By Samuel Oyadongha & Emem Idio
ELEBEBLE—RESIDENTS of oil-rich Elebele community, Ogbia Local Government Area, Bayelsa State, have raised the alarm that another steel bridge was facing imminent collapse in the locality, about weeks after a 50-ton steel bridge caved in, cutting off several communities and paralysing socio-economic activities.
The second bridge, also built by Shell Petroleum Development Company, SPDC, according to villagers, is old-fashioned and requires urgent repairs.
Locals have resorted to the use of boats to navigate the creeks separating their community from Emeyal and other neighbouring towns, since the unfortunate incident caused by a driver with a 60-ton haulage truck carrying granite stone, who ignored the warning sign that vehicles and other equipment above 50 tons should not pass the bridge.
A resident, Mr. Jones Aziba, told NDV that “as it is, vehicles plying that route will now have to make a detour through the Federal Government Girls College in Imirringi from Elebele by passing through another iron bridge built by Shell, which is on the verge of collapse due to old age and lack of proper maintenance.”
Uneasy life since bridge buckled
Our finding shows the development was already having its toll on the locals predominantly farmers, who depend on the bridge for evacuation of their harvest, including plantain, palm fruits and palm oil to Yenagoa, the state capital and other cities.
Youth President of the community, Mr. Okala Azibola, appealed to the various tiers of government to come to the aid of the community, saying government had abandoned the people for several years.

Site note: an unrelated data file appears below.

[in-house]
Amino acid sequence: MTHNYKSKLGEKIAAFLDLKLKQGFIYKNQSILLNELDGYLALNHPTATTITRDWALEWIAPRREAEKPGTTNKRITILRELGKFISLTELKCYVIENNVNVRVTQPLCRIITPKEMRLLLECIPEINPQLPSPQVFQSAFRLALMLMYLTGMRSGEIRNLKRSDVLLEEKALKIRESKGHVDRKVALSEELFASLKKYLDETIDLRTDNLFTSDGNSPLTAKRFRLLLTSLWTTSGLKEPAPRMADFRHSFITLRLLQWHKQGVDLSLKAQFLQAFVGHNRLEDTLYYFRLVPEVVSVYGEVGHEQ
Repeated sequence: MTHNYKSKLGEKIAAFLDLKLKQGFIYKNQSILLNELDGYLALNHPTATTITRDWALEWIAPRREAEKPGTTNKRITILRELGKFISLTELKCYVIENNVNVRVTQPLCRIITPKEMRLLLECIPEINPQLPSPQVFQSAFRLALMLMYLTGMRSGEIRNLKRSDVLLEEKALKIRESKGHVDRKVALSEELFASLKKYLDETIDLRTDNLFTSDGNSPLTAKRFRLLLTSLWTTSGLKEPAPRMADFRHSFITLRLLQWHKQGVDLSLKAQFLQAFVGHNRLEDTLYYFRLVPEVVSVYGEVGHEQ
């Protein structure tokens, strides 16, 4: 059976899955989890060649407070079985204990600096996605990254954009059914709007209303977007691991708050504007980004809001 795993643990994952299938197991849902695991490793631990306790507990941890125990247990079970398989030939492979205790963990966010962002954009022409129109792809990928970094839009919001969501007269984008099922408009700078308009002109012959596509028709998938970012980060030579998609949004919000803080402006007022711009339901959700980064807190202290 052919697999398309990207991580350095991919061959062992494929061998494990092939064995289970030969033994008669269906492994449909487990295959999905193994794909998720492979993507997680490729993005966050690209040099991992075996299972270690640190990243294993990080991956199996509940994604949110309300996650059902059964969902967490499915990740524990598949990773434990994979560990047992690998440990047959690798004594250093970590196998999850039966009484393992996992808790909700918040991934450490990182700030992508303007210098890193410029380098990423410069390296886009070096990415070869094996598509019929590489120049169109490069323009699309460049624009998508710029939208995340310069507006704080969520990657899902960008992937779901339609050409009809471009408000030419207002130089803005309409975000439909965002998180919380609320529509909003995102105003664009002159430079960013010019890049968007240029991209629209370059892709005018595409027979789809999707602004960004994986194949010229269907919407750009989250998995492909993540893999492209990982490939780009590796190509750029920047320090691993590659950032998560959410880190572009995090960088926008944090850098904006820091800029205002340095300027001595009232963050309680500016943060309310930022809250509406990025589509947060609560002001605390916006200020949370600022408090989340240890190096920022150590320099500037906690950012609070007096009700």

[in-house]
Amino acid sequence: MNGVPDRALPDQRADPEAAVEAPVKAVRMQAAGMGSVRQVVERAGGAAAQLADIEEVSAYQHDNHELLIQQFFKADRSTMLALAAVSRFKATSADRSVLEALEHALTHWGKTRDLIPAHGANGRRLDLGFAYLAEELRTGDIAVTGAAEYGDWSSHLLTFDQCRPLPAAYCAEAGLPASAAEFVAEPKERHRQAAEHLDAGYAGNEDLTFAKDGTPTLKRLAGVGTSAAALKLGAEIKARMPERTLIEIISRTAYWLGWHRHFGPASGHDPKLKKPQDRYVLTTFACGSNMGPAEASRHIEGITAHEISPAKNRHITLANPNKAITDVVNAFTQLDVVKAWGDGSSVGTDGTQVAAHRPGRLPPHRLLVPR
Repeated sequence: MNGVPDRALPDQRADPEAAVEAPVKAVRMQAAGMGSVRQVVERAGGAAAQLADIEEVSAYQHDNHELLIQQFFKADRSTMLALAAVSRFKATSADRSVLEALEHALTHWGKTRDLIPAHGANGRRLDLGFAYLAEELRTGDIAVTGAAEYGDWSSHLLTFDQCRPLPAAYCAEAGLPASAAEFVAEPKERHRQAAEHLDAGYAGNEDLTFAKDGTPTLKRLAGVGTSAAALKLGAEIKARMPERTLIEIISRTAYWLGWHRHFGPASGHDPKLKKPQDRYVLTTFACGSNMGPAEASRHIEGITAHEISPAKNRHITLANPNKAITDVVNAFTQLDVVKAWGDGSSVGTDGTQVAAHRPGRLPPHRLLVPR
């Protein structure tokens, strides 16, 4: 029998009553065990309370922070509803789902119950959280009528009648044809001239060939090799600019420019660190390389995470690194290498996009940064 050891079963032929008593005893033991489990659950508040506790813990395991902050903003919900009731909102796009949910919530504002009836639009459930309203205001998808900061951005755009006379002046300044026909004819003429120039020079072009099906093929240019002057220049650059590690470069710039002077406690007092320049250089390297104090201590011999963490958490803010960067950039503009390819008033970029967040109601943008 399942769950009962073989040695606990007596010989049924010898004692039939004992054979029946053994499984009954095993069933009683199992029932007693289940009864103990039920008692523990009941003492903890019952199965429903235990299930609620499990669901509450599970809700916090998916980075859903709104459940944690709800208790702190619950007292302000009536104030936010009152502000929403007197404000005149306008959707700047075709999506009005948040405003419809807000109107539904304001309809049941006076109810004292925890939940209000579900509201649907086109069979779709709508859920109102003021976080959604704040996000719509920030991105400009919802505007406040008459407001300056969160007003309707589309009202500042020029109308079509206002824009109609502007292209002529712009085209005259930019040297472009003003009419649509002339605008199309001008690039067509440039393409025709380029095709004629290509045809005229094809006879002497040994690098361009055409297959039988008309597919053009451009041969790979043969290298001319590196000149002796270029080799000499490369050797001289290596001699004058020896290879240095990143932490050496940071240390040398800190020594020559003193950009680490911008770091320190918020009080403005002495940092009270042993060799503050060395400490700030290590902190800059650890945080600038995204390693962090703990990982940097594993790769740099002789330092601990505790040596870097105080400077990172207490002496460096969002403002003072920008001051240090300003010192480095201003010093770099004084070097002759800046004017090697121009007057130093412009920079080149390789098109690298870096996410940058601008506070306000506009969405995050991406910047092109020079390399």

He said: “This is the second time this bridge is collapsing. Shell Petroleum Development Company, SPDC, built the bridge in the late 80s. The collapse of this bridge is making life difficult for our people because transportation fare to Yenagoa from Elebele has doubled.
“As a matter of fact, Elebele community lacks these basic social amenities. As an oil-producing community, which has contributed immensely to the growth of this nation, we are not supposed to lack these basic social amenities in this modern age and time.
“I also want to appeal to the multi-national oil companies operating in this area, especially SPDC and Agip, to come to our aid. I am also using this medium to appeal to the Managing Director, Niger Delta Development Commission, NDDC, to look into our sad story.”
Lamenting the sad turn of events, another resident, John Jacobs, said: “This bridge is very important to us because that is the only road to and out of our community and it leads to the oil fields across Ogbia Kingdom and it is here that oil was first discovered in the whole West African region.
“Our people rely on the bridge to convey our agricultural produce to the state capital as well as other economic activities, so you can see that the bridge is strategic to us all.
“We appeal to the state and federal government and Shell to swing into action immediately, because we have no alternative.”
An inhabitant simply identified as Temple, said: “This bridge, like several others, was built in the early eighties. It collapsed in 1996, but was rehabilitated and put to use before it again caved in, penultimate Thursday.”
NDV learned that that because of the strategic location of the community as a fast transit point for motorists and commuters heading to Nembe and Brass from Yenagoa, Elebele became the preferred route, making it the busiest corridor to Ogbia enclave and its sister-communities in the east senatorial district.